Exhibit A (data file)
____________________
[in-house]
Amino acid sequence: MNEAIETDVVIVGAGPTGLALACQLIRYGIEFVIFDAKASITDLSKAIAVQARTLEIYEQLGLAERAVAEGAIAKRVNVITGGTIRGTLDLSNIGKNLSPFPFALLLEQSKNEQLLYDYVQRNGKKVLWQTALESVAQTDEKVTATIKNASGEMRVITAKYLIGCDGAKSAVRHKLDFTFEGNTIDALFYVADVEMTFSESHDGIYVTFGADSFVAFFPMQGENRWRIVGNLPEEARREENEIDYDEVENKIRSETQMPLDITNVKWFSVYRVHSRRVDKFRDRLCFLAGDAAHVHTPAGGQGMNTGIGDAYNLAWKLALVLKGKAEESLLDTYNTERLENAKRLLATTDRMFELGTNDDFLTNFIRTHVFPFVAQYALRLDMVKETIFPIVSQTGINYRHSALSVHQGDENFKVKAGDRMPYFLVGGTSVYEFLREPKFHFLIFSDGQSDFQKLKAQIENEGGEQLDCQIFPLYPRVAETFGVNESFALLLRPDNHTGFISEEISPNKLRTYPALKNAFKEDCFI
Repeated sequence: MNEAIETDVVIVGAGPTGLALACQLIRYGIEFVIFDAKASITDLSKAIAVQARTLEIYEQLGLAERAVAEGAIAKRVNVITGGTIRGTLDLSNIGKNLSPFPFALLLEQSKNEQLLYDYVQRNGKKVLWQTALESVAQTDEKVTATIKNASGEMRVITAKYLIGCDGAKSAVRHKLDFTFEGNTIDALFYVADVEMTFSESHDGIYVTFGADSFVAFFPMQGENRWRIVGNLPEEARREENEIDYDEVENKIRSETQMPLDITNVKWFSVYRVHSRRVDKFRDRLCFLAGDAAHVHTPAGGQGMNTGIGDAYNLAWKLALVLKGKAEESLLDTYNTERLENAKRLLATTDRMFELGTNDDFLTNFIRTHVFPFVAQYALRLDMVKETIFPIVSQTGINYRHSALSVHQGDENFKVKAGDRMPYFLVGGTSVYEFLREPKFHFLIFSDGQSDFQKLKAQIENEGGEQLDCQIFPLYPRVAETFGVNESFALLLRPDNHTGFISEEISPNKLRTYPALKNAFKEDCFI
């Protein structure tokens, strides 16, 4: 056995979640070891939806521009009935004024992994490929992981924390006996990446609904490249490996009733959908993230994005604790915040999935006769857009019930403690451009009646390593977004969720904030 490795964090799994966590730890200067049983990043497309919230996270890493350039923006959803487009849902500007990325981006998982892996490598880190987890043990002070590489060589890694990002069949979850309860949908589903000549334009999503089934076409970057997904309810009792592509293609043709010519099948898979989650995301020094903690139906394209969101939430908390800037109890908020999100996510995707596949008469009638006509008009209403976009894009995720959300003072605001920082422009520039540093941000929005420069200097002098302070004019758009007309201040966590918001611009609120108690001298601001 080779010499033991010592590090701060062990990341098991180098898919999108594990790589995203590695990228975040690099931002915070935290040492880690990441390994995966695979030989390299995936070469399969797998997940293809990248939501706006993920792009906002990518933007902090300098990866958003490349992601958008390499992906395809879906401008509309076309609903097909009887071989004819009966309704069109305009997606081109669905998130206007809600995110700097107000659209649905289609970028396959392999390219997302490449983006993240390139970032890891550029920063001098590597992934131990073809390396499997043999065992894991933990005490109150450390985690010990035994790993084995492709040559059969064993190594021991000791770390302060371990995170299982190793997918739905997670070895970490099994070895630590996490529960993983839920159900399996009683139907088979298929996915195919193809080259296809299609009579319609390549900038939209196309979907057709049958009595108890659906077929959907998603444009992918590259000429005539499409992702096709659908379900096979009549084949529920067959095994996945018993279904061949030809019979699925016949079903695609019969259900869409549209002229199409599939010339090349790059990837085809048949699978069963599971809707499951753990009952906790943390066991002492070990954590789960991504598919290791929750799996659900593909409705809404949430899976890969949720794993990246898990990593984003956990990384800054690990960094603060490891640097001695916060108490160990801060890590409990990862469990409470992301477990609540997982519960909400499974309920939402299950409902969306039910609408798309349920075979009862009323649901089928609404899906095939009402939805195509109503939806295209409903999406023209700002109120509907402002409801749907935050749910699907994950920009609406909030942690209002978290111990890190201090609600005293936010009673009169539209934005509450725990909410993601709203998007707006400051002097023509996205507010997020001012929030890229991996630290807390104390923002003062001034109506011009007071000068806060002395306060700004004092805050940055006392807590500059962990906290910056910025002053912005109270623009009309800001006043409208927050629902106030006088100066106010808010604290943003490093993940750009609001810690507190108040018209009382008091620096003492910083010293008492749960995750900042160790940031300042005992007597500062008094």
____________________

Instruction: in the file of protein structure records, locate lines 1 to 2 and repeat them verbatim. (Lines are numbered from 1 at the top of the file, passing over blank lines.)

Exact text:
[in-house]
Amino acid sequence: MNEAIETDVVIVGAGPTGLALACQLIRYGIEFVIFDAKASITDLSKAIAVQARTLEIYEQLGLAERAVAEGAIAKRVNVITGGTIRGTLDLSNIGKNLSPFPFALLLEQSKNEQLLYDYVQRNGKKVLWQTALESVAQTDEKVTATIKNASGEMRVITAKYLIGCDGAKSAVRHKLDFTFEGNTIDALFYVADVEMTFSESHDGIYVTFGADSFVAFFPMQGENRWRIVGNLPEEARREENEIDYDEVENKIRSETQMPLDITNVKWFSVYRVHSRRVDKFRDRLCFLAGDAAHVHTPAGGQGMNTGIGDAYNLAWKLALVLKGKAEESLLDTYNTERLENAKRLLATTDRMFELGTNDDFLTNFIRTHVFPFVAQYALRLDMVKETIFPIVSQTGINYRHSALSVHQGDENFKVKAGDRMPYFLVGGTSVYEFLREPKFHFLIFSDGQSDFQKLKAQIENEGGEQLDCQIFPLYPRVAETFGVNESFALLLRPDNHTGFISEEISPNKLRTYPALKNAFKEDCFI